We are now in the season of Easter, yes I said “season,” which is comprised of the weeks from Easter Sunday to Pentecost.  This is a time of reflection on what it means to be a Christian and the significance of living a life of God’s people out in the world. Easter season is a time for all of us who are the church to focus on how we are witnesses of the resurrection in our daily lives. In the light of the Easter Season the weekly spiritual practices will focus on how we express the light of the resurrection to those we live and work with and those we meet in our goings and comings.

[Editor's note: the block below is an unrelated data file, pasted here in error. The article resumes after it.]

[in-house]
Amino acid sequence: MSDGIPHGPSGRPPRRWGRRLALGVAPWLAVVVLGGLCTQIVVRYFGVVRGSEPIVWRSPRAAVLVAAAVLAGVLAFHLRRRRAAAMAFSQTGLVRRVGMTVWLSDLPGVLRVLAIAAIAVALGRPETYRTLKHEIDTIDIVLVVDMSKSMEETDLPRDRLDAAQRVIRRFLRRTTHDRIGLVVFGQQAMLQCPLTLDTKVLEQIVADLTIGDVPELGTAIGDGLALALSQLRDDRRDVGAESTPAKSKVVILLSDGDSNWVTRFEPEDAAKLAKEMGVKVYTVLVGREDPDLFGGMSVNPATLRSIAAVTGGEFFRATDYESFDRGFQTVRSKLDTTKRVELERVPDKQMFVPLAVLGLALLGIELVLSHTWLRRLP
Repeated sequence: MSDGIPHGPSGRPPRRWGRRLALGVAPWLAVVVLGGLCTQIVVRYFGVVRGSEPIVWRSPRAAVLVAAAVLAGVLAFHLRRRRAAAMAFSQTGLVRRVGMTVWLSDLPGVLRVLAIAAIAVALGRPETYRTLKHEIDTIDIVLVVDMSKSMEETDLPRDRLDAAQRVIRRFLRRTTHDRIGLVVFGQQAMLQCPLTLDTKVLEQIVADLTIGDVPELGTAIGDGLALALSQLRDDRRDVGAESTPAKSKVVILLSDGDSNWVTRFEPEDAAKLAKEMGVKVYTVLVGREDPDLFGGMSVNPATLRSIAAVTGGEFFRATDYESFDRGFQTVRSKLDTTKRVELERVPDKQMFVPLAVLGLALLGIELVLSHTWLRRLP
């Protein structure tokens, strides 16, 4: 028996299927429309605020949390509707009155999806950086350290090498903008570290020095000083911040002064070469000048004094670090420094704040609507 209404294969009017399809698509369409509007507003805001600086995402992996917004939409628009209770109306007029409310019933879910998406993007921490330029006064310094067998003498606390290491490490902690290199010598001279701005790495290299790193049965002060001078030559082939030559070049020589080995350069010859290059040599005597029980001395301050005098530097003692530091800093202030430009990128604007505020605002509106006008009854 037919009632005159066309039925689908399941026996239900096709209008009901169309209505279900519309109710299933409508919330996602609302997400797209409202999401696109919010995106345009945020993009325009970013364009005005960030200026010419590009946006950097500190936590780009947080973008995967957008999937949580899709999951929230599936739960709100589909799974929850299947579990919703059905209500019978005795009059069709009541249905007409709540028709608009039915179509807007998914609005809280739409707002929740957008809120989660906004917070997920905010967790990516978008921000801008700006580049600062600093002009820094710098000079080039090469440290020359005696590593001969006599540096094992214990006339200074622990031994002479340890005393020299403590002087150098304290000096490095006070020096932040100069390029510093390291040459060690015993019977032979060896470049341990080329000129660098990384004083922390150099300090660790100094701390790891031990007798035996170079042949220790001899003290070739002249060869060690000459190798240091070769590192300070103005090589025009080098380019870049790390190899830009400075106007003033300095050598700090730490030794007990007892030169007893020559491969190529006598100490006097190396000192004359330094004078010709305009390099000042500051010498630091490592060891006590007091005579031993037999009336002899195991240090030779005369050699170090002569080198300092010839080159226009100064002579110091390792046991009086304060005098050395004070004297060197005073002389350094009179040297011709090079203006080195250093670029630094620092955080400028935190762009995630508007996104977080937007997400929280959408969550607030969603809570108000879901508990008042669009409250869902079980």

To begin this series of Spiritual Practices I would like to start with the Spiritual Practice of Intention.  The practice of intention focuses on how you are “being” in the now, this very moment.  Your intentions come from your own understanding of what is important to you in our ever changing world.  When you reflect and meditate on what matters to you, what is most important to your inner self you learn to act out of that intention.  Your commitment to, and actions in, the world around you will begin to reflect what you value most, and what lies within your heart. I am not talking about setting goals rather I am suggesting that you search your heart for what you value most.  What is important about the spiritual practice of intention is you do not want to search for peace, stop thinking, or discover some enlightened thought. Rather you are looking to set an intention, discover what it is that you value most and then do you best to live into that intention as you go about your daily life.